CONTROVERSIAL plans for up to 150 homes in Hampshire countryside have been given the green light on appeal.
Residents had pleaded their case before a Government planning inspector to uphold councillors’ decision to reject the proposal for land at Bursledon – but it fell on deaf ears.
Opponents have warned that the development would lead to more accidents on Hamble Lane while one councillor blamed Hampshire County Council’s withdrawal of objections on traffic grounds.
Taylor Wimpey wants to build homes on land off Hamble Lane, close to its junction with Portsmouth Road.
Members of the Eastleigh’s Bursledon, Hamble-le-Rice and Hound Local Area Committee opposed the plans last May amid concerns of loss of green space, that it did not fit with the area and the effect of construction on residents.
This led to the three-day public inquiry held by Government inspector Rupert Grantham last month.
Residents and councillors told the hearing about their|concerns that such development would lead to loss of the countryside gap between Bursledon and Southampton, an increase in traffic and pollution and pressure on local schools and |doctors.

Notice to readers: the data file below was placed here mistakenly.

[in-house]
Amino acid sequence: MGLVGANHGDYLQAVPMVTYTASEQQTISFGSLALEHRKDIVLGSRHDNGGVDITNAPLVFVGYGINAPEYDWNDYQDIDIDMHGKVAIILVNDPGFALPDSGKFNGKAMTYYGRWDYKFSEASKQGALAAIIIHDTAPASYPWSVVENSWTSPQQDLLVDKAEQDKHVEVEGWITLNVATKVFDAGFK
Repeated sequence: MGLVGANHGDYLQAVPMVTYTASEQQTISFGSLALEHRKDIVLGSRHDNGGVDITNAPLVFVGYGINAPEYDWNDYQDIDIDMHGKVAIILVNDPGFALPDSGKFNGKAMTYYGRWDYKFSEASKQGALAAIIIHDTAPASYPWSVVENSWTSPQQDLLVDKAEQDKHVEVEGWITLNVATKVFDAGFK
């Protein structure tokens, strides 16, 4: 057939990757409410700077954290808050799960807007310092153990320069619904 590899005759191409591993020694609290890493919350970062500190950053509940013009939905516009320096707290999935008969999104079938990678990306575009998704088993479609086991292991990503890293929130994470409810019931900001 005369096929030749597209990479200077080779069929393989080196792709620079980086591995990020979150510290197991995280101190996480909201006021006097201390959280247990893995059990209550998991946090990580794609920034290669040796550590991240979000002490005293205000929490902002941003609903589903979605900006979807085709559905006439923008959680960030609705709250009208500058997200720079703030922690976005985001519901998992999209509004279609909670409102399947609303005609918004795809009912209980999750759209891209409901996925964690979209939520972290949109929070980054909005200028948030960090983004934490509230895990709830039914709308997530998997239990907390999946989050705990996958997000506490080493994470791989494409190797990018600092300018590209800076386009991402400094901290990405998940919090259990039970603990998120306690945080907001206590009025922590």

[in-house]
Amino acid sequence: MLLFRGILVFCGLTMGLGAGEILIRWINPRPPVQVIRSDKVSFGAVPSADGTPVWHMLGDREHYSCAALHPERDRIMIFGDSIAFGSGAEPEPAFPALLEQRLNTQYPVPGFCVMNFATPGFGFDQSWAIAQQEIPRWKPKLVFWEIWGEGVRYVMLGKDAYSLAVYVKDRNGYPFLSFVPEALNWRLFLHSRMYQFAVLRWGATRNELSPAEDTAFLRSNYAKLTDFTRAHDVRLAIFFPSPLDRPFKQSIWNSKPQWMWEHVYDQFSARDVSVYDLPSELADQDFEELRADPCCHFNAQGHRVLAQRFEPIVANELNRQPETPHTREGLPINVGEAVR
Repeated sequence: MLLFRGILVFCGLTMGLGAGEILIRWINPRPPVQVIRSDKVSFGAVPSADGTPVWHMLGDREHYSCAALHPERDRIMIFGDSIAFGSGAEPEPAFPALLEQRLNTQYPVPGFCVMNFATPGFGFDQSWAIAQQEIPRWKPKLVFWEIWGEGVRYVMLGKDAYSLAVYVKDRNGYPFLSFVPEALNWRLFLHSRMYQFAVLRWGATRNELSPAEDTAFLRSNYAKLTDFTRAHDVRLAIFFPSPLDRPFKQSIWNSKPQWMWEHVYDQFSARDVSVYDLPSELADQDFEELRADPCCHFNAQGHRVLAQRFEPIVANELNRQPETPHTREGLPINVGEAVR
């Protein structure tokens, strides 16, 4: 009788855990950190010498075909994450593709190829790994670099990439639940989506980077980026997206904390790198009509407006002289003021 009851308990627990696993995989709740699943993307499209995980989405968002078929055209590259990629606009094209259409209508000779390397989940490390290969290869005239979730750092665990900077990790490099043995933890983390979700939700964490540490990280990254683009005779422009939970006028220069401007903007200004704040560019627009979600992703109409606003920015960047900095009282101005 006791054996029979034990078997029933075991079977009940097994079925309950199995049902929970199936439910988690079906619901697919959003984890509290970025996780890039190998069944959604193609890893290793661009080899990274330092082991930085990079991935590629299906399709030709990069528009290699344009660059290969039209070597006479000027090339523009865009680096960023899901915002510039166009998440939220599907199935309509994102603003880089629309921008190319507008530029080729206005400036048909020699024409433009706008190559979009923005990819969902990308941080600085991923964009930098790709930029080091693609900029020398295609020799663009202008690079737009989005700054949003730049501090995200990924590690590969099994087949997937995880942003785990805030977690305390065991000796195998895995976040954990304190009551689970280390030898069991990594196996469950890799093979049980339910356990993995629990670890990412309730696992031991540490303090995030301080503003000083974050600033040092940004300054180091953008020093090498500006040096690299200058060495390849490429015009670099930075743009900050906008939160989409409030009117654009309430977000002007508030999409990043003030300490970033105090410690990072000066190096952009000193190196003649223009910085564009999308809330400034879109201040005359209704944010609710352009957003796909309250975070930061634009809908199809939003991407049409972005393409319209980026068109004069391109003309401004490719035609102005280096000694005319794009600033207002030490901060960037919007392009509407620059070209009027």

But Mr Grantham concluded that the council had failed to demonstrate a five-year supply of deliverable housing sites and its policies for the supply of housing were therefore not up to date and the appeal should succeed.
He pointed to the “substantial injection” into the local economy during construction and additional £5m from the new households, and the need for affordable housing.
Hound resident Kim Sandom said: “It’s very disappointing. It’s going to be a total nightmare. There’s going to be accidents and loss of life on Hamble Lane.”
But he added that it highlighted the vulnerability of the area to such appeals without an up-to-date approved Local Plan for development in the borough.
Bursledon councillor Jane Rich said: “Unaccountable Government inspectors should not be able to over-ride the decisions of elected councillors.”
A Taylor Wimpey spokesman said it was looking forward to delivering the development, which it said would “fulfil the recognised need for high-quality homes in the local area”.
Hampshire County Council leader Roy Perry said Taylor Wimpey had provided further information “to show how they could address the highways objections that had been made”.